Here’s how the final version looked:


The wish list


As the app became more real, I wanted the students to layout the most critical feature of the app – the wish list itself.

We held a contest in class of which screen design to display the list. They had to consider:

  • Who’s list is it?
  • How many items should be seen on the screen at once?
  • Is the list in any order?
  • Should a picture of the item be included?
  • Should the price of the item be listed?

By analyzing each topic, the students were putting themselves into the role of a “consumer”, coming up with the best possible design. For example, when looking at your own wishlist, your name does not need to appear on the screen (which enables you to see about 6 items), but when looking at your friend’s wishlist, you need to be reminded of the name (at the top of the screen), and you’ll only see about 4 or 5 items.

To get the details on a gift, the students evaluated zooming into an item (that has a very tiny description) vs. “hyperlinking on the web” – pressing the item to see the details.

We settlted on the wish list would show a little picture of the toy on the left, a title, and a one-line description, and would scroll up & down, and pressing on the picture or title would bring up the toy details.

Here’s a screen shot of the wish list as it looks in the final version of the app:


Real names, usernames & icons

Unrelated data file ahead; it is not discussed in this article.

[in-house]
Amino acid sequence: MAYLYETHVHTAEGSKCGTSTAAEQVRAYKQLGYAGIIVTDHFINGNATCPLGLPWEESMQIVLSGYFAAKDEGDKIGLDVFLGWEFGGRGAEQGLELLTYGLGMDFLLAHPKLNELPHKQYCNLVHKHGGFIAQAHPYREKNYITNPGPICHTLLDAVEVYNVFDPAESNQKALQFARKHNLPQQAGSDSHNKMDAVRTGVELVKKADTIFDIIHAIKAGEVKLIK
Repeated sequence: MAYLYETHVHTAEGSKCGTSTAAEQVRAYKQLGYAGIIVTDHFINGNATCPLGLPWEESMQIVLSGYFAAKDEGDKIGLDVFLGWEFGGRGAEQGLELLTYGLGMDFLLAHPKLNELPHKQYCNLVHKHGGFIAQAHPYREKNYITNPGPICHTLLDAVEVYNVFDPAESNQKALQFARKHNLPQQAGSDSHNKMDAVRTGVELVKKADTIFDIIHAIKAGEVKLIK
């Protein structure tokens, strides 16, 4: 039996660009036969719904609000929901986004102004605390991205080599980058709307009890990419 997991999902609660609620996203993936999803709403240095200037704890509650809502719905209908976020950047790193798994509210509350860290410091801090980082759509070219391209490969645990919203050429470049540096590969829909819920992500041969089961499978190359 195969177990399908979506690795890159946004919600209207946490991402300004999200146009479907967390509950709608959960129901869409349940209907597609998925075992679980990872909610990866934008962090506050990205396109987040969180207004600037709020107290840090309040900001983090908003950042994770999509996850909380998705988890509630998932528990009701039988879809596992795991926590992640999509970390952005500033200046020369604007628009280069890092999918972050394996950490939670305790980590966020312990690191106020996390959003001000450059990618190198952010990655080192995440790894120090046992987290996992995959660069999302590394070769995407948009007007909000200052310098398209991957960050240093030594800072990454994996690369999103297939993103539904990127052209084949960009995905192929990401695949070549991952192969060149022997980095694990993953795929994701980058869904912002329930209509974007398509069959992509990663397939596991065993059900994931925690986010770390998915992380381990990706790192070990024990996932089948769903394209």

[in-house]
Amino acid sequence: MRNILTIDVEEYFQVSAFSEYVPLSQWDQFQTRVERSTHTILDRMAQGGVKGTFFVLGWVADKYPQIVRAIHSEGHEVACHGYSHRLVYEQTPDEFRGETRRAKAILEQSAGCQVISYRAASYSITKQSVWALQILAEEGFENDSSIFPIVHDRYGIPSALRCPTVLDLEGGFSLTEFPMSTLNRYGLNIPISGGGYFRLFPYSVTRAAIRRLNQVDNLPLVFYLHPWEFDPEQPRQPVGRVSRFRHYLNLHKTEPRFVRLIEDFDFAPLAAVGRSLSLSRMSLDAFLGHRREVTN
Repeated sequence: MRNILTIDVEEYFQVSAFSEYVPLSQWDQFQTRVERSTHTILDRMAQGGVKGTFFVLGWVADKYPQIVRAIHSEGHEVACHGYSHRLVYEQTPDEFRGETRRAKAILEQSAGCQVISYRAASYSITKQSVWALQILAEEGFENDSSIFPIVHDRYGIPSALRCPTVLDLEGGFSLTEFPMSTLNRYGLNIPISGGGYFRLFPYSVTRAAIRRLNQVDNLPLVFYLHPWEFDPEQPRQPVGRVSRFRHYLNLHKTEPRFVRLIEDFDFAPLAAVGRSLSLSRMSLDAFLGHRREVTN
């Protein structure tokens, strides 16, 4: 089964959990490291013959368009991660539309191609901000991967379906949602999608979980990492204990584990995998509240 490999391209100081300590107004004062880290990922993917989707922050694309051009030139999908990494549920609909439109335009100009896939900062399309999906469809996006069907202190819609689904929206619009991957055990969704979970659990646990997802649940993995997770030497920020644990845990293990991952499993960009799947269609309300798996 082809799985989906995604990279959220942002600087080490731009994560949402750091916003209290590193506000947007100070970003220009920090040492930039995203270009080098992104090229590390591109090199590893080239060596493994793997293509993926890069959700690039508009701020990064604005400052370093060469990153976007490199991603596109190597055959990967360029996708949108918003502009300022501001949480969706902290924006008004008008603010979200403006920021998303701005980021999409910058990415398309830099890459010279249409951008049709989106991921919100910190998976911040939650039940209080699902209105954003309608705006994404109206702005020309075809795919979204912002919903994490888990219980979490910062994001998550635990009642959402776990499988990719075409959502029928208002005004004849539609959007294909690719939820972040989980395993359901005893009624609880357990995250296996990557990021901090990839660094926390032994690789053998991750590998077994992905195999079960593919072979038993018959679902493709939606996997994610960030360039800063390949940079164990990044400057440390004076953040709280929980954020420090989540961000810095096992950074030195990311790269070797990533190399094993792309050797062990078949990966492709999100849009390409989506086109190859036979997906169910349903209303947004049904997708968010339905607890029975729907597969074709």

Now that we most of the navigation icons, the kids were really concerned about how to share their wishlists with other kids.

First we discussed whether or not to use real names. Most of the students understood Internet safety rules, so they quickly agreed that using a real name was a bad idea. We settled on using made-up usernames. Since the app would be used primarily by kids 8 to 14, we decided that the Club Penguin approach (where you assemble a username from a “safe” keyword list) was a bit too restrictive. We also agreed that their should be some parental control features (suggested by more than one of the students), just to keep things extra safe.

Everyone wanted to have a cute icon associated with their username, but we couldn’t decide how to keep that safe. We wanted to avoid kids uploading inappropriate pictures as their icon.

That opened up the flood gate of icon suggestions – Disney characters, video game characters, farm animals, planets, presidents, sea creatures, vehicles, movie characters, robots, food, candy – the list went on and on.